BROWNELL v. LeCLAIRE

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Ian BROWNELL, Respondent, v. Roger LeCLAIRE, as Sheriff of Washington County, et al., Appellants.

Decided: June 28, 2012

Before: LAHTINEN, J.P., SPAIN, MALONE JR., KAVANAGH and McCARTHY, JJ. Lemire Johnson, L.L.C., Malta (Gregg T. Johnson of counsel), for Roger LeClaire and others, appellants. Corrigan, McCoy & Bush, P.L.L.C., Rensselaer (Scott W. Bush of counsel), for Kelly S. McKeighan, appellant. Robert R. Race, New York City, for respondent.

Appeal from an order of the Supreme Court (Krogmann, J.), entered March 29, 2011 in Washington County, which denied defendants' motions for summary judgment dismissing the complaint.

In September 2001, the residence of plaintiff's employer, which was located in the Town of Jackson, Washington County, was burglarized and more than $20,000 was stolen. During the investigation that followed, fingerprints bearing a marked similarity to plaintiff's were recovered at the crime scene. Later, upon being questioned by police, plaintiff allegedly gave a statement admitting that he had entered the premises with another individual without permission and, while inside, damaged some personal property. Plaintiff was arrested and subsequently charged by indictment with burglary in the second degree and criminal mischief in the fourth degree.1 Defendant Kelly S. McKeighan represented plaintiff on the criminal charges and ultimately negotiated a plea agreement where, in return for a guilty plea to attempted burglary in the second degree, plaintiff would be adjudicated a youthful offender and sentenced to time served, plus five years of probation, and would be required to make restitution.2 Prior to plaintiff being sentenced in March 2002, McKeighan informed him that he had accepted a position at the District Attorney's office of Washington County and could no longer represent plaintiff. As a result, new counsel represented plaintiff at sentencing, and plaintiff was sentenced in accord with the plea agreement.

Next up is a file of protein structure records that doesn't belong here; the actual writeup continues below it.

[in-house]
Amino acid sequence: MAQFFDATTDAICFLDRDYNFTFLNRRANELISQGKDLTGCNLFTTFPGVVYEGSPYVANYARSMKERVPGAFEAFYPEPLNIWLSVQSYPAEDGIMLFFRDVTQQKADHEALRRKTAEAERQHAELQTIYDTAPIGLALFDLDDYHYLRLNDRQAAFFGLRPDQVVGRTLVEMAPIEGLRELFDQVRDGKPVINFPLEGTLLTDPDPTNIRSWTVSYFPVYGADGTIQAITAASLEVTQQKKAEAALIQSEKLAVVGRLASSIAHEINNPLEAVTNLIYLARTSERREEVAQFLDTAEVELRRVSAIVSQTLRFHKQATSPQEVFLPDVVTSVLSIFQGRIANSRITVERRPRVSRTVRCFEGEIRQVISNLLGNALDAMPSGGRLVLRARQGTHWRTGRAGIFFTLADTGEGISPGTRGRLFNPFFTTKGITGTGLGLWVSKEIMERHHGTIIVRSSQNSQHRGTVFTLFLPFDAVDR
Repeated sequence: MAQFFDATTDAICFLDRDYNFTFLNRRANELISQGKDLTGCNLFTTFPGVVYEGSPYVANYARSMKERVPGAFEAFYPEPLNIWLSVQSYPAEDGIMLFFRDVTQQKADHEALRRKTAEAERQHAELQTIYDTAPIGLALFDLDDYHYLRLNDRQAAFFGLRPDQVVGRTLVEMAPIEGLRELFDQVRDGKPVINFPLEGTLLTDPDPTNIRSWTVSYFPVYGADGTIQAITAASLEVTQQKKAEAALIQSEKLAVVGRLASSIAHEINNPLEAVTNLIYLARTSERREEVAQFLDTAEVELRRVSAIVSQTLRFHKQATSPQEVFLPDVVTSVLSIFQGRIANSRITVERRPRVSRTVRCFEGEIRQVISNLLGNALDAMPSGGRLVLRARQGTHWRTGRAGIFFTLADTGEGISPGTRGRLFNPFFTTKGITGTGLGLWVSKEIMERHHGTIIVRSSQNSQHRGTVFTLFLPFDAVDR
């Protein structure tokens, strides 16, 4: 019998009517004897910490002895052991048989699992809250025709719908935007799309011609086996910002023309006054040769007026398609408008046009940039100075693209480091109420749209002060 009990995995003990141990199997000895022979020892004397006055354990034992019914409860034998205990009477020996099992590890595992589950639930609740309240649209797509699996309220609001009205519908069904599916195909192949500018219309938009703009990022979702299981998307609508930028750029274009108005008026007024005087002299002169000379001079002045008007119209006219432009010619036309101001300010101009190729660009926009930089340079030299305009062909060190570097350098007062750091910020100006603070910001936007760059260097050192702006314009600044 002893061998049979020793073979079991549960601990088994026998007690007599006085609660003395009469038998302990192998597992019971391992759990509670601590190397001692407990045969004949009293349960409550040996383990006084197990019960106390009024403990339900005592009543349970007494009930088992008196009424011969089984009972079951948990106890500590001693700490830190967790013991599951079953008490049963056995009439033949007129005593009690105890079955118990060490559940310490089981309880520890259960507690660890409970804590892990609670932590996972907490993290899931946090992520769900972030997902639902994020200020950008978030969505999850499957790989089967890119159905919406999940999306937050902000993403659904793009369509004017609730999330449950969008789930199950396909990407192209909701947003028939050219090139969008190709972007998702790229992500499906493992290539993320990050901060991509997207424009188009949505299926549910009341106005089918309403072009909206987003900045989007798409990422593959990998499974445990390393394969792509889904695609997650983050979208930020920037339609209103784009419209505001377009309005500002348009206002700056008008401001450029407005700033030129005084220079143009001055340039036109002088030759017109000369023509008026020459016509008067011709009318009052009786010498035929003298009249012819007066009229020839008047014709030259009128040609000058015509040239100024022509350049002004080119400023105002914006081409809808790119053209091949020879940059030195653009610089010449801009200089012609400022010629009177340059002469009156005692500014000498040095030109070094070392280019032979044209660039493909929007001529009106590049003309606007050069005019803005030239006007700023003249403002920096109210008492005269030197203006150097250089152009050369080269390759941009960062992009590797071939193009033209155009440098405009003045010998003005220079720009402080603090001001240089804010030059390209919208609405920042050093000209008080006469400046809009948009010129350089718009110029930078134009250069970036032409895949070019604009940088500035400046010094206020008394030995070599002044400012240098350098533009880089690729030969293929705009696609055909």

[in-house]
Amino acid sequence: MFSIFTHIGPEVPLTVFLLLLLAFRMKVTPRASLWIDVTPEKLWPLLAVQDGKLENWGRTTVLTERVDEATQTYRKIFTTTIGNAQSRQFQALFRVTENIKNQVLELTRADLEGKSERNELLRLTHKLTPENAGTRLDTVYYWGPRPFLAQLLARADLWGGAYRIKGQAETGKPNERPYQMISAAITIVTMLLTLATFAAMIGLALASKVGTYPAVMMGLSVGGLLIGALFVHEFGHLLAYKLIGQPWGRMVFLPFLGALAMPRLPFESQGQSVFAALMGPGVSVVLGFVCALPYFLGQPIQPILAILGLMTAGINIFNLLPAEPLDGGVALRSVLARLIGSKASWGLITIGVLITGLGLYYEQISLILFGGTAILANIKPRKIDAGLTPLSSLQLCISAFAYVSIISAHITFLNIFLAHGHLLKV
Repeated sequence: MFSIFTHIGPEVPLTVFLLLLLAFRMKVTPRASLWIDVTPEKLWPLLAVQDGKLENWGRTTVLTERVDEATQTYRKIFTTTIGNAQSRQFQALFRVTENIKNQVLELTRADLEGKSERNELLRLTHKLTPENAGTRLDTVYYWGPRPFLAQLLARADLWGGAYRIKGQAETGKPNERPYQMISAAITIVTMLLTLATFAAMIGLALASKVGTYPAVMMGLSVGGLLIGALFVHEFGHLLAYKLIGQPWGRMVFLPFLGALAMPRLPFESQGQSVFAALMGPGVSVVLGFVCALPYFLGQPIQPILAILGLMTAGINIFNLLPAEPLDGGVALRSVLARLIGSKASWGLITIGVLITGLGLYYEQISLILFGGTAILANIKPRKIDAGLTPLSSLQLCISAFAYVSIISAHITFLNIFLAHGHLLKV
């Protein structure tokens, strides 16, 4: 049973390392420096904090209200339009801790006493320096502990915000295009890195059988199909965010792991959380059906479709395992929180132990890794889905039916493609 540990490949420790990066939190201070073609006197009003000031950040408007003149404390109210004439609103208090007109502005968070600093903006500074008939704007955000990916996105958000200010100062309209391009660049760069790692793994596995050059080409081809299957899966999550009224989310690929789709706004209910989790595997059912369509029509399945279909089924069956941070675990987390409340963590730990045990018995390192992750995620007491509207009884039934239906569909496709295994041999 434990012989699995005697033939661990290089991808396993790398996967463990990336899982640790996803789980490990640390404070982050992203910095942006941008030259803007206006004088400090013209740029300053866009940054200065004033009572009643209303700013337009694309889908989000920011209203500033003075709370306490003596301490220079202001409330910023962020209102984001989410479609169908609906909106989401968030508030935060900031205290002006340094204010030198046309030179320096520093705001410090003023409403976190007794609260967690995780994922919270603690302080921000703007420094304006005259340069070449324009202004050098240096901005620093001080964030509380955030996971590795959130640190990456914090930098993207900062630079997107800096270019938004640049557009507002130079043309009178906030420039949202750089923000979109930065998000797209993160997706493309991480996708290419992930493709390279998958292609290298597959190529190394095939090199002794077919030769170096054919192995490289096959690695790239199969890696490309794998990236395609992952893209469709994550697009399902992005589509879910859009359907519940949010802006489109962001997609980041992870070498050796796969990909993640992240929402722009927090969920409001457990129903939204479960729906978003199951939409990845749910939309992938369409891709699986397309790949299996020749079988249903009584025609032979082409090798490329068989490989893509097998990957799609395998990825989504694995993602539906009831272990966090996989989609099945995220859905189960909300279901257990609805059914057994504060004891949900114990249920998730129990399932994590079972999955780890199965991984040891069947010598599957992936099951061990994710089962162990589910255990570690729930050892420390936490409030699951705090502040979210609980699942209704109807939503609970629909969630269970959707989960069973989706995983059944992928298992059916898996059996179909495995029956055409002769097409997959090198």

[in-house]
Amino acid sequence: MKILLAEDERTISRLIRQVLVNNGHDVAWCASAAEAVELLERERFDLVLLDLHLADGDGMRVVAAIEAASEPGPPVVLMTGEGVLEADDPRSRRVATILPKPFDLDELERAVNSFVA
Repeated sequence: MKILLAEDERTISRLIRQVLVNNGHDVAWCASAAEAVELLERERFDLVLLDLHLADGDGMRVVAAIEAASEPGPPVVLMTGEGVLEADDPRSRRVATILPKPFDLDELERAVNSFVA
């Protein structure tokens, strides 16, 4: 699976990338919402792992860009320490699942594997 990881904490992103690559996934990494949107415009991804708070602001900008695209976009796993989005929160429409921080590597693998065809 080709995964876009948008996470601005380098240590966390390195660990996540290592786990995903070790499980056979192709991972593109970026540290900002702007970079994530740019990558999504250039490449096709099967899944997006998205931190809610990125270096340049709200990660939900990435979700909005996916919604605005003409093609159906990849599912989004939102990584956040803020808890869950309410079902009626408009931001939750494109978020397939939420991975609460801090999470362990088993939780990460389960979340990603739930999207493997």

In December 2006, plaintiff's conviction was vacated after another individual—Kenneth Happ—told police that he had committed the burglary and stole a large sum of currency from the victims' residence. The day that plaintiff's conviction was vacated, he filed a notice of claim against defendant Sheriff's Department of Washington County and defendant Washington County. Thereafter, in June 2007, plaintiff commenced this action against the Sheriff's Department, the County and defendant Sheriff of Washington County (hereinafter collectively referred to as the County defendants) claiming negligence, false arrest, false imprisonment and malicious prosecution. Plaintiff also brought a claim against McKeighan, alleging that he had negligently represented plaintiff in connection with the criminal action. The County defendants and McKeighan each separately moved for summary judgment dismissing the complaint. Supreme Court denied both motions, prompting this appeal.

The claims against the County defendants should have been dismissed. Personal injury claims against a municipal defendant must be commenced within a year and 90 days from when they accrued (see General Municipal Law § 50–i [1] ), and a notice of claim must be filed within 90 days of that date (see General Municipal Law § 50–e). Plaintiff's claims of false arrest and unlawful imprisonment accrued on the date he was released from prison in 2002 (see Hendrickson–Brown v. City of White Plains, 92 A.D.3d 638, 639 [2012]; Matter of Blanco v. City of New York, 78 A.D.3d 1048, 1048 [2010]; Jackson v. Buffardi, 66 A.D.3d 1297, 1298 [2009], lv denied 14 N.Y.3d 710 [2010] ). Given that plaintiff did not file a notice of claim until December 2006, and did not commence his action against the County defendants until June 2007, long after the relevant statutory time limits had expired, his claims for false arrest and unlawful imprisonment must be dismissed.3